Beauty bible

Cannabi­noid oil has been found to im­prove sleep and skin

The Daily Telegraph - Telegraph Magazine - - News - Lisa Arm­strong

Lisa Arm­strong sam­ples cannabi­noid oil

CAN I SAY up­front I was never a spliff head. Any­thing that makes you eat more and de­pletes those lit­tle grey cells? Not for me, thanks.

But when I looked more knack­ered than usual, my yoga teacher sug­gested I try The Tonic by The Tonic Tribe (£5£124.99, theton­ic­tribe.com). How could any­thing called The Tonic not be just that? I was still in­ter­ested even af­ter I dis­cov­ered it con­sisted of CBD oil (aka cannabi­noid oil, a com­pound de­rived from the cannabis plant), blended with co­conut oil.

CBD has been widely lauded for its anti-in­flam­ma­tory ef­fect on joints. Then there’s the highly pub­li­cised case this sum­mer of Char­lotte Cald­well, who had the cannabi­noid oil she’d brought in from Canada for her epilep­tic 13-year­life’s old son Billy con­fis­cated by po­lice at Heathrow. But all this seemed be­yond my re­mit. I hadn’t clocked that CBD oil is also meant to be good for sleep and – as more stud­ies are show­ing – the skin.

So now my daugh­ters de­light in say­ing, ‘Mum’s be­come a stoner.’ She hasn’t, but she is rather par­tial to The Tonic’s CBD, which comes both as a top­i­cal serum and as an in­gestible spray you ap­ply un­der the tongue. There are three strengths: two per cent, eight per cent and 15. I opted for the mid­dle one and the first cou­ple of times I used it, I wouldn’t claim I was on the way to be­ing stoned, but there was def­i­nitely a hit of some­thing.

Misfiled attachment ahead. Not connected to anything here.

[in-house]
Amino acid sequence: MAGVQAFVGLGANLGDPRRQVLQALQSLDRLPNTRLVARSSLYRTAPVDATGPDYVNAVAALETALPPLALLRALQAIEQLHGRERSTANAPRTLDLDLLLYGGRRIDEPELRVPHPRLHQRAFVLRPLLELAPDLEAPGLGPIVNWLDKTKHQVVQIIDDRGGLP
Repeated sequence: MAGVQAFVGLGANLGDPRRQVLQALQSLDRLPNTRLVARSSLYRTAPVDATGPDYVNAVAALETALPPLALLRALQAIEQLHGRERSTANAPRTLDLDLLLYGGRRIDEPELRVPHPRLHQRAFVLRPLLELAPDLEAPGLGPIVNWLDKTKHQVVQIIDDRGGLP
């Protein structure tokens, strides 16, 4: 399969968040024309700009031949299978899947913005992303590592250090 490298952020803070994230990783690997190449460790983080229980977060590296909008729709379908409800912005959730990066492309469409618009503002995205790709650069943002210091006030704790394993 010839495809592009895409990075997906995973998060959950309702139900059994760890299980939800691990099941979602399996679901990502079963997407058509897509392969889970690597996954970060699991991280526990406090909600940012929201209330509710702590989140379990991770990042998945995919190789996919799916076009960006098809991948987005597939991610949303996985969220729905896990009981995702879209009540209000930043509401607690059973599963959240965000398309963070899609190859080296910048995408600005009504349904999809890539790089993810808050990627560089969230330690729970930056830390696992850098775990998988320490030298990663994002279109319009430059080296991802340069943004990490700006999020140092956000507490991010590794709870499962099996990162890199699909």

I was also very happy for the rest of what was fash­ion month. This is not nor­mal. It could have been psy­cho­so­matic. CBD is sup­posed not to con­tain tetrahy­dro­cannabi­nol, or THC, the stuff that cre­ates a cannabis high. If you look on the in­ter­net how­ever, there are claims that some oils do have traces.

Un­der British law, pur­vey­ors of CBD can­not make any health claims for their prod­ucts and gen­er­ally sell it as a food sup­ple­ment. Suf­fice to say, The Tonic def­i­nitely took the edge off some of more vex­a­tious mo­ments for me.

What was re­ally good was the sleep. I can’t claim the full nine hours ev­ery night, but on a good run I man­age seven, more or less undis­turbed, which leaves me feel­ing re­freshed and, here’s the novel thing, calm.

Af­ter dis­cov­er­ing The Tonic Tribe, I was in­tro­duced to Green God­dess’s ver­sion in cap­sule form (£39.99, green­god­dess­well­ness.com), which uses a spe­cific CBD blend found to be ben­e­fi­cial to mood. It is also blended with co­conut oil, which helps ab­sorp­tion. Co­in­ci­den­tally, Green God­dess calls it The Tonic, too.

‘When in­gested, CBD binds to cell re­cep­tors that af­fect sleep, ap­petite, pain, in­flam­ma­tion and mood reg­u­la­tion,’ ex­plains An­gelina Niz­zardi, founder of Green God­dess (who takes it three times a day). As for its ef­fects on the skin: ‘CBD works by reg­u­lat­ing the skin’s oil pro­duc­tion,’ she says.

Re­search from The Jour­nal of Clin­i­cal In­ves­ti­ga­tion (2014) found CBD nor­malises ex­ces­sive and ab­nor­mal lipid pro­duc­tion, de­creases the pro­lif­er­a­tion of se­ba­ceous glands, and ex­erts anti -in­flam­ma­tory ac­tions that can help re­duce the symp­toms of eczema.

This seems a pow­er­ful force. And if it turns out to be a placebo? I’ll take it.

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